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As you can probably tell, there’s a lot more red than green in the final third on that passing chart, which was indicative of the Lions’ chance-creation on the night. The ideas were there, and the team wasn’t afraid to take chances, but finding the final project was the ultimate issue — which for an MLS team in the first weeks of the season is nothing new, let alone a team missing its two most important attacking pieces like Dom Dwyer and Nani.

It’s impossible to say whether having Nani or Dwyer would have made the key difference, but at the same time, it’s tough to think the score wouldn’t have been different if one, or both, of them, were on the field in some capacity.

Pareja clearly has his work cut out for him moving forward as he tries to figure out Orlando City’s attack. Getting into the final third wasn’t the problem, as the Lions spent a lot of time in RSL’s half of the field, but breaking down opposing defenses has the be the main point of emphasis at training this week.

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RSL’s defensive chalkboard

Elsewhere, there wasn’t a ton of noticeable difference between how the Lions played in Game 1 under Pareja than they played last season under O’Connor. While both fullbacks usually pushed forward at the same time last season, it was more control this time around with Ruan and Joao Moutinho taking turns pushing forward, not often both at the same time, helping the Lions stay a bit more balanced in the back.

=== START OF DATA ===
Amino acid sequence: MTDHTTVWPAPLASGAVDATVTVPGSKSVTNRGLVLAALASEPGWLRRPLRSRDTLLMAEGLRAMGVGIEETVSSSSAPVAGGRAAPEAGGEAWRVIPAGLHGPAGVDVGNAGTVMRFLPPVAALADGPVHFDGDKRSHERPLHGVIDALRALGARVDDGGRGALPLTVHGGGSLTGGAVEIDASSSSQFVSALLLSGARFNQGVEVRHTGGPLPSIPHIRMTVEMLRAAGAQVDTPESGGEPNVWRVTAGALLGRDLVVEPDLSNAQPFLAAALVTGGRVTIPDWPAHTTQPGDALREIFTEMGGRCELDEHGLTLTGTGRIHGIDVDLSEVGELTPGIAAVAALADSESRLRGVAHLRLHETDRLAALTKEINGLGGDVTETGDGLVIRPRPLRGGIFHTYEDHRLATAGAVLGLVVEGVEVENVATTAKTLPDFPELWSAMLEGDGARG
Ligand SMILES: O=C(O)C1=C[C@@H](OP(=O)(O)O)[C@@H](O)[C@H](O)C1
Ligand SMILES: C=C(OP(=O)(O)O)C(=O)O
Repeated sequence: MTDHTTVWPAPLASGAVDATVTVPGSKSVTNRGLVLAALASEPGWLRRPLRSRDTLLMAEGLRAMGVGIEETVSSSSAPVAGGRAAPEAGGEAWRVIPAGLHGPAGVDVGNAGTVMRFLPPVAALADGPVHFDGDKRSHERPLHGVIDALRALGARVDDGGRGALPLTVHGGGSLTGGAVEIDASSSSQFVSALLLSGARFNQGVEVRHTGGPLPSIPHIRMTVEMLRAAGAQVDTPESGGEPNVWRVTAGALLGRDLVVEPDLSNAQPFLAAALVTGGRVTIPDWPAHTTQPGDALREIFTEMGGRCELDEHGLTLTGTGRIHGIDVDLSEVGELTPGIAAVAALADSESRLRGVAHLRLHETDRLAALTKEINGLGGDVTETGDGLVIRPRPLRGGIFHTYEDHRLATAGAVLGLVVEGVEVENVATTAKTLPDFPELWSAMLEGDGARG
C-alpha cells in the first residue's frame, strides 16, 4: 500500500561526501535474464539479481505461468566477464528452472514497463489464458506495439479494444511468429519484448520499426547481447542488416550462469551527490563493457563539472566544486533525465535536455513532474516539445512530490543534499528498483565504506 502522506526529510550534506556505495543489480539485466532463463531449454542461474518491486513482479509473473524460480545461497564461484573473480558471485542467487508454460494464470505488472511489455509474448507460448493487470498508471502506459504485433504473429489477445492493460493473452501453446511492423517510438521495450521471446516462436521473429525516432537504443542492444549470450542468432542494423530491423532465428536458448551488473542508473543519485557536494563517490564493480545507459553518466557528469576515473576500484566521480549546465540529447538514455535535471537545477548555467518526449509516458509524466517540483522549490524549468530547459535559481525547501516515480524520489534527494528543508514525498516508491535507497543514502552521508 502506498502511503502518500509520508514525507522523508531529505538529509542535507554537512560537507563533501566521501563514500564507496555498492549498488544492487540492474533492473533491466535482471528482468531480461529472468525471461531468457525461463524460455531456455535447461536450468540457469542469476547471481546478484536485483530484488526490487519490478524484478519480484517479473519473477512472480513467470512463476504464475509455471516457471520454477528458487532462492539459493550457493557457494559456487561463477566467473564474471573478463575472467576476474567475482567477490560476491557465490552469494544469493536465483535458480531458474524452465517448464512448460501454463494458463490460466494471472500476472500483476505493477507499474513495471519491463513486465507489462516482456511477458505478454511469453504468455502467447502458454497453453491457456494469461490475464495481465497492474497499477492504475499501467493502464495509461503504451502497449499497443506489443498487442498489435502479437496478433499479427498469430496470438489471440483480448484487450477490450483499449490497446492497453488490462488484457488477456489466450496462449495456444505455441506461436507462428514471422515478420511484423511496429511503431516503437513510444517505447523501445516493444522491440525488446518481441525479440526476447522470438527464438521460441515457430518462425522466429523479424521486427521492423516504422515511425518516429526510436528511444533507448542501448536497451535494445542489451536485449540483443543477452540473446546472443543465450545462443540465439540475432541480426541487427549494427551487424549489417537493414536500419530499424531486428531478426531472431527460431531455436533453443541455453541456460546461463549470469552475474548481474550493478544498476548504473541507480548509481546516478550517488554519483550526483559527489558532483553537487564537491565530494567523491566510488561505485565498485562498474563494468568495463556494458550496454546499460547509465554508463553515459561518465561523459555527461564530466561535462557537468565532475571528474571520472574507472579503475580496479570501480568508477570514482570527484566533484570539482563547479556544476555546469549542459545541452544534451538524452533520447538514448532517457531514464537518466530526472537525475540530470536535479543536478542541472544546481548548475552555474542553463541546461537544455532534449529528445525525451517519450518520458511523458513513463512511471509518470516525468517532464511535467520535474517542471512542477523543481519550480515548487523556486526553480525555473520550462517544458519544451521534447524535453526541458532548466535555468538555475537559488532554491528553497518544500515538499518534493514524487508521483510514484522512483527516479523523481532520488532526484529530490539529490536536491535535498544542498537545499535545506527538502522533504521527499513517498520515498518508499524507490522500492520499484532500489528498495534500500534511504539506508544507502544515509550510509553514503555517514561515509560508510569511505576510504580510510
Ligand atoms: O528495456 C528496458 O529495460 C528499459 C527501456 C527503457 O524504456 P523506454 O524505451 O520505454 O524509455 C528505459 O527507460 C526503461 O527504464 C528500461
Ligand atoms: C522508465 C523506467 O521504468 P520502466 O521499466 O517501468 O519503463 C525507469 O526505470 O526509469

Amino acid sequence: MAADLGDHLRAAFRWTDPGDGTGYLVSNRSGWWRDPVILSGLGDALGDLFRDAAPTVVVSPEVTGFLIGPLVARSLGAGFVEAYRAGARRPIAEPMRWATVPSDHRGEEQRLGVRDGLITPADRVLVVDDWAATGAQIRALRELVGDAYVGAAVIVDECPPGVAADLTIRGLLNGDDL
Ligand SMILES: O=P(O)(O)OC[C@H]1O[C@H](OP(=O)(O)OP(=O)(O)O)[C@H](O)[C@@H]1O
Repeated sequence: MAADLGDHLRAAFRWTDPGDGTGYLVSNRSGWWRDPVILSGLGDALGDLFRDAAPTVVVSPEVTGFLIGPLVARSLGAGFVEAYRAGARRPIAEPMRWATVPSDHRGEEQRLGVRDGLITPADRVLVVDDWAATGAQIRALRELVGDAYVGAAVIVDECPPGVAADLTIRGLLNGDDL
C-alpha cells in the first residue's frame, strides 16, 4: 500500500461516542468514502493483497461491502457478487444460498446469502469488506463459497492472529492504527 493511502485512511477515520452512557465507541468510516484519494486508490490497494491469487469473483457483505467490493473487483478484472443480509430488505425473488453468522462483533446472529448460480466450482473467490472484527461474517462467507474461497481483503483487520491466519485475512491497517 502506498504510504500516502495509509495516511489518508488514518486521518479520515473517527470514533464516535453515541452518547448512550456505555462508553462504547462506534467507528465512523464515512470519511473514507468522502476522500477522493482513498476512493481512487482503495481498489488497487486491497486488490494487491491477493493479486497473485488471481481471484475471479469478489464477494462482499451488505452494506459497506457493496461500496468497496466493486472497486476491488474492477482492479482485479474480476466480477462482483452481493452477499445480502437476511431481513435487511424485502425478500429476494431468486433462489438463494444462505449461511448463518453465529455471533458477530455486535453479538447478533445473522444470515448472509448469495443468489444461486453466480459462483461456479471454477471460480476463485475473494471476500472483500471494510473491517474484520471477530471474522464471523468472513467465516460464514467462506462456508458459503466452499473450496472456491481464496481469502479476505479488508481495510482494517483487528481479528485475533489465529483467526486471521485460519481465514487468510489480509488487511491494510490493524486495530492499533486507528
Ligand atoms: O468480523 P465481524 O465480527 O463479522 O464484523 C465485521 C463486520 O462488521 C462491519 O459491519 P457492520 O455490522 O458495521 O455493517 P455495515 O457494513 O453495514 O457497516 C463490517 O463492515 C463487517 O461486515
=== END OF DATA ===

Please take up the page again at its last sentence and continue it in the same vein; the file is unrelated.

While Orlando and RSL practically split possession down the middle, most of RSL’s time on the ball came in their own half of the field, largely because of the Lions pressing and making it tough for RSL to move the ball through the middle of the park. The front three also get a lot of credit for how they applied pressure and forced several turnovers in RSL’s backfield.

The Lions likely need more depth to pull this off throughout the season, even after Nani and Dwyer return, but as of right now they have the players to make it difficult for opponents to play out of the back against them.

Some other things of note…

The lone surprise in the starting lineup was Joao Moutinho starting over Kamal Miller, who I thought would start after seeing most of the first-team minutes during the preseason. Moutinho took full advantage of the start, putting in a solid 90 minutes of work.

  • 2 tackles
  • 5 interceptions (game-high)
  • 5 clearances
  • 76 percent accuracy on 59 passes

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You can try to take the ball away from Mauricio Pereyra, but he’s not going to give it up that easily…

PereyraRSL

Speaking of Pereyra, he played the game he’s best at playing — go directly over the top in trying to create chances.

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Pereyra was 3-for-6 on long-balls and 1-for-3 on through-balls. Like I said above, sharpness is at a premium this early into the season, so it’s okay to say Pereyra wasn’t at his sharpest, but he still did a respectable job running the offense throughout the evening.


Photo: Terrance Coakley / Orlando Soccer Journal


For more soccer news, follow the Soccer Journal on Twitter: @OSJSoccer